When: April 12th 5:00 pm – 6:00 pm
Location: FLTC 201
Please RSVP HERE
Dr. Helen McNeill
Helen McNeill obtained her PhD at Stanford University with James Nelson, studying how epithelial cell polarity is established, using cultured mammalian cells. She conducted her postdoctoral studies with Mike Simon (also at Stanford), using Drosophila genetics to investigate how tissues become organized, via planar cell polarity signaling. She set up her first lab at Cancer Research UK in London England, where her lab studied Fat cadherins in flies and regulation of growth via the Hippo pathway and planar polarity. She moved her lab to the Lunenfeld Research Institute in Mount Sinai Hospital and the University of Toronto in Toronto, Canada where she was Professor of Molecular Genetics, and expanded her studies to mice and hydra. In 2018, Helen moved her lab to Washington University School of Medicine, where her lab continues to study how groups of cells become organized in development. The lab uses cell biology, genetics and molecular approaches in diverse models,to understand how Fat cadherins and the Hippo pathway coordinately regulate tissue patterning and growth. Recent work in her lab has expanded to investigation of how Nemp1 regulates chromatin organization, mechanotransduction and fertility in flies, mice and humans.
I was unsure what I wanted to do as an adolescent, and was very unmotivated in high school. After graduating with mediocre grades, I went to Ireland, and worked in a local department store in the countryside for a year. Although I had a great time, I wanted to go to University. But it was too expensive for me to attend college as a non-national in Ireland. I decided to return to the US, and started college at a local school (Ramapo College), where I commuted to school from home each day, as well as working to pay for my tuition. Starting college I was first a history major, then a psychology major, then a philosophy major. I actually loved them all. But in my third year of college, I took a required “Science for non-science majors” course, and was hooked. I switched majors at the end of the class to biology, and never looked back. Ramapo was a small college with little or no research experiences available. I worked in the bio lab helping to set up for lab classes to get money for school, as my parents did not have money to pay for our education. I then worked as a year in a research lab at New York Medical College to get money and lab experience.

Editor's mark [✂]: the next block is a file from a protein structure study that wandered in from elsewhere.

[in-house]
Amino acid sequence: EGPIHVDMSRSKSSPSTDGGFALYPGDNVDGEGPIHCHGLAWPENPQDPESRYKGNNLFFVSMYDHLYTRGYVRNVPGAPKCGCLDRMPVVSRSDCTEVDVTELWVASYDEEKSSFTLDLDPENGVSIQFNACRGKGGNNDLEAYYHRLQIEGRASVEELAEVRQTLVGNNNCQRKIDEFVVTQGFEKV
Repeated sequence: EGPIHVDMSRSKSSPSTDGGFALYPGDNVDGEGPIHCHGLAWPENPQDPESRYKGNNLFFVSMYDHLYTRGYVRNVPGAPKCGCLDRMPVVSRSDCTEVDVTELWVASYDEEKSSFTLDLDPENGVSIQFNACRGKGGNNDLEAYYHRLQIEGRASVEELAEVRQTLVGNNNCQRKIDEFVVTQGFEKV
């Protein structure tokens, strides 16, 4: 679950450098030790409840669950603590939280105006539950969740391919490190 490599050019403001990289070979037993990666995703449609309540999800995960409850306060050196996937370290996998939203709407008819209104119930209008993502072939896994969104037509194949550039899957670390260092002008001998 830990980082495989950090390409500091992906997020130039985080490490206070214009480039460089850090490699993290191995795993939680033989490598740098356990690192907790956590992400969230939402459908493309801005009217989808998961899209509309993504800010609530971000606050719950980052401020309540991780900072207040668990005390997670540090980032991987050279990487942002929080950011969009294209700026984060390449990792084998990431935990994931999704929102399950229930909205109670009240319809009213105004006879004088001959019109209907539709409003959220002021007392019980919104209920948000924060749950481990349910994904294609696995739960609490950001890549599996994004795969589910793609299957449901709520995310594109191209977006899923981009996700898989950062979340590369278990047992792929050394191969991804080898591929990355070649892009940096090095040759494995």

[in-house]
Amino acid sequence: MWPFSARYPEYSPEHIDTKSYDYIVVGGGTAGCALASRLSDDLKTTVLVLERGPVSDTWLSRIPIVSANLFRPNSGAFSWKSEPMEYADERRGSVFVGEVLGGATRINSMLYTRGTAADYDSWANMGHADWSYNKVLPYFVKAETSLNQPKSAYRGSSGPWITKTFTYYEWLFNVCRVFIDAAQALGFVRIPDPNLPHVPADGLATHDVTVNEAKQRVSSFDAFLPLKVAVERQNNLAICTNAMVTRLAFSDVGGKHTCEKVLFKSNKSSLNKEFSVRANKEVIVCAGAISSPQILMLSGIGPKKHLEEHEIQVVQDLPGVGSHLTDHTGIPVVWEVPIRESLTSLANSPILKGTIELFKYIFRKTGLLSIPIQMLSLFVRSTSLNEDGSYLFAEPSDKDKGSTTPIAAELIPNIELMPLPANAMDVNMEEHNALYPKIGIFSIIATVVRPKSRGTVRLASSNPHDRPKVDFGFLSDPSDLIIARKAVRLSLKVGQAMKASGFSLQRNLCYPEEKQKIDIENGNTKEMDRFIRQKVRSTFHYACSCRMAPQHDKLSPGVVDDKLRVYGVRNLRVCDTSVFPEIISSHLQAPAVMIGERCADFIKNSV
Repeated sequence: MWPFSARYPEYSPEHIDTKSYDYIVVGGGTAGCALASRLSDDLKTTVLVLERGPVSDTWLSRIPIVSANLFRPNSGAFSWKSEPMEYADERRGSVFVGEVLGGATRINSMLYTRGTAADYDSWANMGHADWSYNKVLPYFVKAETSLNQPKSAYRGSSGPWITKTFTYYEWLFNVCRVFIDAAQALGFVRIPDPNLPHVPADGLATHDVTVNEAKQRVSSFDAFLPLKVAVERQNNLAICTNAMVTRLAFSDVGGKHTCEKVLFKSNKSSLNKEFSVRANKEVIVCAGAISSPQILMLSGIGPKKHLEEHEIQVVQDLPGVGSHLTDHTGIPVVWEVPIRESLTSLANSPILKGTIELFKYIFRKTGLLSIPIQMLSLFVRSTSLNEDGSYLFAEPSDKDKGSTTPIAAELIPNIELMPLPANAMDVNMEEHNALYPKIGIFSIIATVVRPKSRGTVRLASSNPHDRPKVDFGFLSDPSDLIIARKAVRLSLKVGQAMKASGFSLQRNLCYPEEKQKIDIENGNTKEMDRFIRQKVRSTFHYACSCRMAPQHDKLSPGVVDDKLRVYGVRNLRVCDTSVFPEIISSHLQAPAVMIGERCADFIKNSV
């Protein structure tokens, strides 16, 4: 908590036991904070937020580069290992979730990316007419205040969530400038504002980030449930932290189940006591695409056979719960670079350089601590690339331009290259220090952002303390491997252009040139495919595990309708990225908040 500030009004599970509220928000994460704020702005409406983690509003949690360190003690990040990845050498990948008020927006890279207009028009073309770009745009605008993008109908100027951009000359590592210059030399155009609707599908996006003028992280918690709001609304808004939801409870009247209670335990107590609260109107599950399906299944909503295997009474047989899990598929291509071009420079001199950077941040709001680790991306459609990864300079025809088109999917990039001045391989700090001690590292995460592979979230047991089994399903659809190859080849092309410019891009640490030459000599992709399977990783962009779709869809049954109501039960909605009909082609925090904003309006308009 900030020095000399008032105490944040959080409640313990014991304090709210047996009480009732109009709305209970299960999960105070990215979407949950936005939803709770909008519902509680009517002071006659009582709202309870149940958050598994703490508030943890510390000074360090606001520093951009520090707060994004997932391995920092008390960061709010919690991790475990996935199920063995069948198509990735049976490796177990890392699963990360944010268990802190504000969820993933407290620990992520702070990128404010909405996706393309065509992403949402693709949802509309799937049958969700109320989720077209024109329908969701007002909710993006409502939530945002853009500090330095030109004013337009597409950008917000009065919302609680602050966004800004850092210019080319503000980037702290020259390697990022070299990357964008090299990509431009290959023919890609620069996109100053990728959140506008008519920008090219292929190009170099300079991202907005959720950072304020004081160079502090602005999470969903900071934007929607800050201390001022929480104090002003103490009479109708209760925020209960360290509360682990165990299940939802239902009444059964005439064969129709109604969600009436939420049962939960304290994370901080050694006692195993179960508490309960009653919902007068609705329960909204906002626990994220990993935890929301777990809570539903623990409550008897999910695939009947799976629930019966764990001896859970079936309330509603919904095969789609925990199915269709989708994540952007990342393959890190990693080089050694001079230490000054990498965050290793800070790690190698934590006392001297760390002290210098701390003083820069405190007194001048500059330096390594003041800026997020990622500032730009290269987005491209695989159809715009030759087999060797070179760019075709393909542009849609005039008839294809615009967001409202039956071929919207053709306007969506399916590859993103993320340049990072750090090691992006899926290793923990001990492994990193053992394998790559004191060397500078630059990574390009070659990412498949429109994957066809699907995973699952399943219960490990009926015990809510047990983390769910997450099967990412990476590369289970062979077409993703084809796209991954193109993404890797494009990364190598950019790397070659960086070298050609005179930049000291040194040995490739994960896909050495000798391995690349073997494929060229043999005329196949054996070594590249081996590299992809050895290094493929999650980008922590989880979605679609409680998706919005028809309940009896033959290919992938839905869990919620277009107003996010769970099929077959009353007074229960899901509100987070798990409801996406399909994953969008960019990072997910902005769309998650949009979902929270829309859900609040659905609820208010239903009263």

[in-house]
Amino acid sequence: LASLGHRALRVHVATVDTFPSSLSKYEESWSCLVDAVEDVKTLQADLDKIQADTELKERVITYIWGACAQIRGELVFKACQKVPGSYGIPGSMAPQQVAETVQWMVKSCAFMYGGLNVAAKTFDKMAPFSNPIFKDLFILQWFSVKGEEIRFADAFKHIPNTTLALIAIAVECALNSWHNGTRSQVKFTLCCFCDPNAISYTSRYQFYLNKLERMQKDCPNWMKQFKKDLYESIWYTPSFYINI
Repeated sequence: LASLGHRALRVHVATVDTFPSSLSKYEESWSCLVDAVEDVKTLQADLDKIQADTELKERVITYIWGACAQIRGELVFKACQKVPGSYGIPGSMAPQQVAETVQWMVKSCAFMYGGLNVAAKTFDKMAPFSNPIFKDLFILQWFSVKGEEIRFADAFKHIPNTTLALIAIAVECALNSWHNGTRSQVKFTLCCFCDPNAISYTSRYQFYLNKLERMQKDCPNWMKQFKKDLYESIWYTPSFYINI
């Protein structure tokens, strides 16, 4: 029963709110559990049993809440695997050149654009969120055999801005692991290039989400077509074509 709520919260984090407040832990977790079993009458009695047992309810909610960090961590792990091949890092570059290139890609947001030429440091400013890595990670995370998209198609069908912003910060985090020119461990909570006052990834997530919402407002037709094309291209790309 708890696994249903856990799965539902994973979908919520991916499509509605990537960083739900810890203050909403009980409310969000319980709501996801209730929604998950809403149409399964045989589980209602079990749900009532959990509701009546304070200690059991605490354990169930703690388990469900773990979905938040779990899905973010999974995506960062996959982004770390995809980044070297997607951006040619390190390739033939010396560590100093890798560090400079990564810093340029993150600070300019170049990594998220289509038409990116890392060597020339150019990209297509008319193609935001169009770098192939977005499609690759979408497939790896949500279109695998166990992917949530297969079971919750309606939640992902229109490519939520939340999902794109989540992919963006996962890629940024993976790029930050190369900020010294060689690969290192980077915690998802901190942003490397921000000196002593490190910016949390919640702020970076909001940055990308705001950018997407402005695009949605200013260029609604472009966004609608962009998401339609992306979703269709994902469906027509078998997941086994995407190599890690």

I started graduate school at the University of Pennsylvania in physiology. After several great rotations, I decided to join the lab of James Nelson. Six months later he decided to move to Stanford. After a lot of discussions with my husband, we decided to move to California. Grad school was exciting and we loved California. My husband asked me to not move for a postdoc, so I stayed at Stanford, but switched fields from mammalian cell biology to Drosophila development. I started my postdoc with high enthusiasm, and had been awarded an NIH and an ACS postdoctoral fellowship for my new studies. But weeks after starting I began to feel very ill— and discovered I was pregnant. I had a very rough pregnancy, with extreme nausea and was hospitalized a few times. I was unable to work for three months. Just as I was getting better, I discovered that my proposed project was scooped ( several publications in Nature), and was left with no project for my postdoc and an infant. It did not look very hopeful. Money was tight, and we juggled working and child care. I searched for a new postdoc project, and started to study a new mutant that I discovered regulated Planar cell Polarity, a relatively understudied field at the time.